Howard followed up on this series of treatment with her primary care provider, Dr. Michael Raichel. R. at 1697. Dr. Raichel, in the relevant period, diagnosed Howard with a variety of symptoms and diseases, including diabetes, headaches, hyperlipidemia, diabetic peripheral neuropathy, and hypertension. R. at 1699-1700, 1744-45. During repeated occasions of treatment, Howard reported she was doing fairly well, and she had a full range of motion in the joints of her extremities and normal muscle strength and tone. R. at 1697-99. She was alert, cooperative, and in a normal mood. R. at 1699. Follow-up treatment with Dr. Raichel revealed that Howard continued to do fairly well. R. at 1742, 1774-76, 1787. She reported tremendous improvement regarding her headaches and denied medication side effects. R. at 1742-43. Dr. Raichel recorded no musculoskeletal abnormalities and reported normal muscle strength. R. at 1743.

Dr. Kent Taylor also consultatively (for state DDS) examined Howard in April 2011. R. at 1704-06. Howard denied experiencing pain, anxiety, and difficulty concentrating, and her musculoskeletal examination was unremarkable. Id. Her gait, muscle strength, and grip strength were normal. Id. Dr. Taylor did, however, note decreased light touch sensation on the upper left thigh, and he diagnosed surgical site numbness, incontinence, and diabetes. R. at 1706.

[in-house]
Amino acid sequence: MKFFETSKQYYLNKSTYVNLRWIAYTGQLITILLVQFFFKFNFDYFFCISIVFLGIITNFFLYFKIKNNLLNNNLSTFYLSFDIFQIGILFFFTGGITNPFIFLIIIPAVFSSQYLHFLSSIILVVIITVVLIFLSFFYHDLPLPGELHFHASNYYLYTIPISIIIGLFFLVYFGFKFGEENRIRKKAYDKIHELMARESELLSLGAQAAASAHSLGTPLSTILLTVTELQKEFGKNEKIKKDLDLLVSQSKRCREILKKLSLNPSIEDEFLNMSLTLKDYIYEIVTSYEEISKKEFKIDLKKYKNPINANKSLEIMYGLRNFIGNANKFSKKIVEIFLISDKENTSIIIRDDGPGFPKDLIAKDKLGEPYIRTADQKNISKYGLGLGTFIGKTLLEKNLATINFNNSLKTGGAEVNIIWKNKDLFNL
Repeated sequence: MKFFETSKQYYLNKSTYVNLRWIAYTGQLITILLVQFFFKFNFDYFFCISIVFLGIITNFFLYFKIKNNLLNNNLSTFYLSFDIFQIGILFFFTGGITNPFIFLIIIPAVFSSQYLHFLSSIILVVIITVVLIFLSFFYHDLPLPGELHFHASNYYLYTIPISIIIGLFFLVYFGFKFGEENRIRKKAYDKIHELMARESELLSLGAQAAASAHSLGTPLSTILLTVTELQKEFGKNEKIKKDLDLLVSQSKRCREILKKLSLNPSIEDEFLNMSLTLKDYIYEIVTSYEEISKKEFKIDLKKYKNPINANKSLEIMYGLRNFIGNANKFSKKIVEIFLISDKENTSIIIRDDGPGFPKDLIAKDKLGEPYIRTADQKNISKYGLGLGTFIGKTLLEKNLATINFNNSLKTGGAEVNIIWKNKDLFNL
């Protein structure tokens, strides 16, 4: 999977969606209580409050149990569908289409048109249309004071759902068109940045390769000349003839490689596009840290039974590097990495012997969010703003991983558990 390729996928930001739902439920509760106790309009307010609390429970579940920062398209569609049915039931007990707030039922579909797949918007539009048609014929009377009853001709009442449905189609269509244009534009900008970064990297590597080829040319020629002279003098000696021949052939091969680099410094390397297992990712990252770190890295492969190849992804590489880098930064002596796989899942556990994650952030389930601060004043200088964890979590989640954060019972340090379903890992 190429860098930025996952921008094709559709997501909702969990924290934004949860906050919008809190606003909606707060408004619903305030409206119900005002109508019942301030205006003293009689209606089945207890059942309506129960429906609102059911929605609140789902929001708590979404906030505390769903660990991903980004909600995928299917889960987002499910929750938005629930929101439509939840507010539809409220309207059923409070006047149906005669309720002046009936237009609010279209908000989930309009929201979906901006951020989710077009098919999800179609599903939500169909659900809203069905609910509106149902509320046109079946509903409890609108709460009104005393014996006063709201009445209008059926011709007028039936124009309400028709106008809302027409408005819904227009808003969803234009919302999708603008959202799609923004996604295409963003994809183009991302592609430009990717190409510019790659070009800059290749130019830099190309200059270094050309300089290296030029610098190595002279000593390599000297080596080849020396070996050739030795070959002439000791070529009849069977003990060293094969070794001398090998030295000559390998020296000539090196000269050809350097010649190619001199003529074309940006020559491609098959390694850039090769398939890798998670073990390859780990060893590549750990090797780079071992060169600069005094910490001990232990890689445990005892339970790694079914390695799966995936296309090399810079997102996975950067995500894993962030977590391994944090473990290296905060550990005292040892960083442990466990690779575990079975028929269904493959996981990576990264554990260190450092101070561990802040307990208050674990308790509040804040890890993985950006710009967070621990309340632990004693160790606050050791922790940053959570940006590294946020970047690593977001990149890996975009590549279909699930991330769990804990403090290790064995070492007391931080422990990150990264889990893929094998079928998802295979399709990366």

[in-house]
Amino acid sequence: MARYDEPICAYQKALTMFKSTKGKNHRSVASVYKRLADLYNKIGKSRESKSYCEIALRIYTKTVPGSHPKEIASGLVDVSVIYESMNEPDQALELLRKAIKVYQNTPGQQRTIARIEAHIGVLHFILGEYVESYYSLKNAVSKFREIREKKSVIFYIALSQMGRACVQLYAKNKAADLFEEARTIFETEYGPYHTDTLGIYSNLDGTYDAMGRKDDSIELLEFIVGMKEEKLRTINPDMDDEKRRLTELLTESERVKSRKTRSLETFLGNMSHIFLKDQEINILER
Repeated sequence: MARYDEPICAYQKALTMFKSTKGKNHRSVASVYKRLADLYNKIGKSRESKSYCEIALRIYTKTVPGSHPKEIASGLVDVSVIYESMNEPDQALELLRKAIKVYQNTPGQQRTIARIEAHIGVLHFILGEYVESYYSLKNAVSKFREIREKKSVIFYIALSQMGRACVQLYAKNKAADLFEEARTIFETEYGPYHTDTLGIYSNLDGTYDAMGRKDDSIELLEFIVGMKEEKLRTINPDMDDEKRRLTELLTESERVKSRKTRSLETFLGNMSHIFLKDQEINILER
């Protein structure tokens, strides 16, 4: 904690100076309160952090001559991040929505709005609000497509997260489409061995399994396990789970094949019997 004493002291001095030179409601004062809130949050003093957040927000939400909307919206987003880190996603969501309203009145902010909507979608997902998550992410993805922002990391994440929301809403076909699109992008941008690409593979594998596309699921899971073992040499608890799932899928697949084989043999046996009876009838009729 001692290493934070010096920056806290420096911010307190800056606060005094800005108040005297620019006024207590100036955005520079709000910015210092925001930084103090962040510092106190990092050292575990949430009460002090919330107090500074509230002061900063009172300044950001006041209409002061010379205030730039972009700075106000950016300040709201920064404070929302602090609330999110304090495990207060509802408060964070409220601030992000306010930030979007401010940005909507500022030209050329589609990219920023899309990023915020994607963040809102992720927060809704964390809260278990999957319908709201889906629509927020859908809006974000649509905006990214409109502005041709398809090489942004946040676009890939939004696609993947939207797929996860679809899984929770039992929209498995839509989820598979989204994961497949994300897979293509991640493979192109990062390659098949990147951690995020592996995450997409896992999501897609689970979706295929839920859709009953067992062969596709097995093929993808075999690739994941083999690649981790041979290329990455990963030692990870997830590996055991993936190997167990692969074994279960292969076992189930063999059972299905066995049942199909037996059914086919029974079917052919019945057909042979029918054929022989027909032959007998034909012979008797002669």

Additionally, Drs. Warren Bilkey and Tamara Musgrave examined Howard; they noted similar loss of sensation and incontinence, but also pain. R. at 1722-24, 1728-29. In particular, Dr. Musgrave conducted a one-time evaluation of Howard as part of Howard's workers' compensation claim connected to her flesh-eating bacteria infection. R. at 1721. Dr. Musgrave noted similar physical conditions, R. at 1723-24, but found Howard's mood and affect to be appropriate. R. at 1723. Dr. Bilkey similarly conducted a one-time evaluation (generating the reports, 9 months apart) and determined Howard faced physical conditions such as a large umbilical hernia, chronic groin pain, incontinence, unsteady gait, and obesity. R. at 1735.

Drs. Leigh Ann Ford and Robert Genthner[3] consultatively examined Howard's psychological issues. R. at 1710-19, 1778-85. They found some limitations in her ability to deal with stress and the pressures of day-to-day work activity, as well as limited ability to deal with the public, relate predictably in social situations, and demonstrate reliability. R. at 1716-17, 1779-84. However, Dr. Genthner found Howard could understand, retain, and follow detailed or complex instructions. R. at 1717. Howard was friendly, alert, and responsive during his examination. R. at 1711. Dr. Genthner specified that Howard gets along with her neighbors and has a best friend. R. at 1715. Dr. Ford indicated that Howard's mental capacities were satisfactory and her ability to remember was normal. R. at 1783-84, 1779.


A. Standard of Review

The Court has carefully read the full decision and all medical reports it cites. This has included review of reports or pertinent records generated as to Drs. Raichel, Bilkey, Taylor, Musgrave, Ford, and Genthner. The Court also read and considered the full administrative hearing and other parts of the record cited by the parties or significant to the ALJ's decision.